Thursday, April 6, 2017

Did the "Nuclear Option" Kill the Filibuster?

It appears that the Republicans have exercised the "Nuclear Option", that is, ramming through a rule change which means that a Supreme Court nominee can be approved by a simple majority:
What is unclear is if this rule change applies to other situations. If so, it seems that the filibuster is effectively dead as an obstructive tool. I have long thought that it should die, since its only function is to block something that can't be blocked by more rational and adult means. Both sides have used it; which is probably why the filibuster option has remained for this long. Time to put a fork in it.  Michael Sean Winters makes a good case for that here:


  1. I think there is a good reason for the filibuster. The senate is supposed to be about more than majority rule. The Republicans denying Obama's pick even a hearing for 10 months and then forcing Gorsuch on us instead of considering someone more moderate .... I know I'm not alone in feeling a kind of rage about this.

  2. I thought it was shameful the way they treated Merrick Garland and that they should have approved him. I just hate the "you did it to us, so we'll do it to you" mentality of reading out of a phone book or dictionary for hours on end for no other reason than to block a vote.

  3. Well, they did have reasons other than Garland - I listened to some of the senators like Feinstein, Sanders, Franken,. They cited his past decisions that touched on torture, women's health care, corporations over people, Citizens United, etc. He isn't a moderate by any stretch of the imagination and now he will be making decisions for the next few decades that we will all have to live with.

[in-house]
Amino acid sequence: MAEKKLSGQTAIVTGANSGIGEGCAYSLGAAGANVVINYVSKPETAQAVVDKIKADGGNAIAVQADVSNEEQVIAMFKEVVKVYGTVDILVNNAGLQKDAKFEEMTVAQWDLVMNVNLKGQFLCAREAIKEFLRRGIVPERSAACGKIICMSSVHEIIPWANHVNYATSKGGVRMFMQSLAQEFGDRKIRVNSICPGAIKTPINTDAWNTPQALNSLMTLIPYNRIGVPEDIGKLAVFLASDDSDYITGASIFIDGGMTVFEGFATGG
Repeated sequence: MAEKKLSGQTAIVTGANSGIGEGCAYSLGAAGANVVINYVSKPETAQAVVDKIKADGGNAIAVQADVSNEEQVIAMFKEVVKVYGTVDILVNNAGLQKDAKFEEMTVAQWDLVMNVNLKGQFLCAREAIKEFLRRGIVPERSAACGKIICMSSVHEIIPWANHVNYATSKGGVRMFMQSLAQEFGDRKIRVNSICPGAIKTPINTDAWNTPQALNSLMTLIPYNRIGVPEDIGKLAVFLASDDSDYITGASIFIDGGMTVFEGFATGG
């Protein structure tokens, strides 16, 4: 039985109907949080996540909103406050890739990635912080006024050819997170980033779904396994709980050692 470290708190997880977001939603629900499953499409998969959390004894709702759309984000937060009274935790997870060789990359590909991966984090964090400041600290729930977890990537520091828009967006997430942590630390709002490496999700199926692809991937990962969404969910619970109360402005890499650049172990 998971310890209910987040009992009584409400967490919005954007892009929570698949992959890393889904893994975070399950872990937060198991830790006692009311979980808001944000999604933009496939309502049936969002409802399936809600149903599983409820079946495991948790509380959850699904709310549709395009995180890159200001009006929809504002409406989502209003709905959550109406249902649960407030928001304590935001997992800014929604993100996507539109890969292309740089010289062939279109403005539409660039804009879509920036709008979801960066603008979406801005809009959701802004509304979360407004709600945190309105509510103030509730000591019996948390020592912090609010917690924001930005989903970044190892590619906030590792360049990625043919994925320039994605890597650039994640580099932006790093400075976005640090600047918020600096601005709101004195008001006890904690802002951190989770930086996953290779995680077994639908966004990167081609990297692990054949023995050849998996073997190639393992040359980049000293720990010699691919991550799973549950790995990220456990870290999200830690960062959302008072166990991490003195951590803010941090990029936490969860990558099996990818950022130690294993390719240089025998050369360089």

And about Garland - it's not about revenge, it's about accountability. What the Repubs did will have lasting consequences. They should have to pay for that. I know the rest of us will.

  4. There are two empty seats on the independent Federal Reserve Board for which Addison Mitchell McConnell threw Obama nominees into the wastebasket, A half-dozen other regulatory bodies are short members for ditto reason. In most cases they are Democratic seats, which Trump can't fill. But if he fills the other seats, non-partisan agencies become partisan. That condition pre-existed the exercise of the nuclear option. I assume that as long as there is a Republican president and a Republican Senate the Senate will do its duty with regard to nominees. Trump won't strain them; he seems to have trouble finding people to take government jobs these days. I further assume that no Democratic president will get anyone seated as long as the strange fellow from Kentucky is majority leader. I further assume the Democrats won't figure out what to do about it. I hope I am wrong.

    Sen. Graham is correct in saying that future Senate elections will be fought over who gets to be an elector for the next Supreme Court vacancy. He is wrong in saying that is because of Gorsuch's nomination. It is, like everything else, because of Addison Mitchell McConnell. He may not look or sound like much, but in a roomful of fingers in the wind, anyone who knows what he wants can get it.

  5. This didn't carry any water, either: